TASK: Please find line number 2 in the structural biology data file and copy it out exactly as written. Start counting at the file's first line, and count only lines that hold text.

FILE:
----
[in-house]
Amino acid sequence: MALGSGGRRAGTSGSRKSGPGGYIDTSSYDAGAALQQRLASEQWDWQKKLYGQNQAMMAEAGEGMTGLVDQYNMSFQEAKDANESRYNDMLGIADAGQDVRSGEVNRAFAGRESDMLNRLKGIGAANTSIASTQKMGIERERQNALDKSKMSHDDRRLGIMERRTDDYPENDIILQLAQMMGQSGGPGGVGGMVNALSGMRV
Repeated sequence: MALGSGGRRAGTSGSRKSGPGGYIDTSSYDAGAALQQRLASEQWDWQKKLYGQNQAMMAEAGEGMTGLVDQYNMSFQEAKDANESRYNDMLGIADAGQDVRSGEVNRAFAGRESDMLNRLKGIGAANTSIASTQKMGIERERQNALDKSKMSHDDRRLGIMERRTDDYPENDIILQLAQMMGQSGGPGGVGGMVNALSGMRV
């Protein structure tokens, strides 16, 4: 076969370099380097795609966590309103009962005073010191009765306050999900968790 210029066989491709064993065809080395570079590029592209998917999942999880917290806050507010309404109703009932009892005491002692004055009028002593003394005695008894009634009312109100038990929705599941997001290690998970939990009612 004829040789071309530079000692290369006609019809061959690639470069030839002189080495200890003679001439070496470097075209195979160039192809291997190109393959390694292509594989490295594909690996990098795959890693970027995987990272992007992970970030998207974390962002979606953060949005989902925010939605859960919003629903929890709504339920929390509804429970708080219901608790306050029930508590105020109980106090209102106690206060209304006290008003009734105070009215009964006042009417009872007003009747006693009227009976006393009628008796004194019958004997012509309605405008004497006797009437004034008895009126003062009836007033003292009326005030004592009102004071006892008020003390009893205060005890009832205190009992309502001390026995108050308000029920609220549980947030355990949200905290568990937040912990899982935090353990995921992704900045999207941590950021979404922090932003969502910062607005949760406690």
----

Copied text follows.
Amino acid sequence: MALGSGGRRAGTSGSRKSGPGGYIDTSSYDAGAALQQRLASEQWDWQKKLYGQNQAMMAEAGEGMTGLVDQYNMSFQEAKDANESRYNDMLGIADAGQDVRSGEVNRAFAGRESDMLNRLKGIGAANTSIASTQKMGIERERQNALDKSKMSHDDRRLGIMERRTDDYPENDIILQLAQMMGQSGGPGGVGGMVNALSGMRV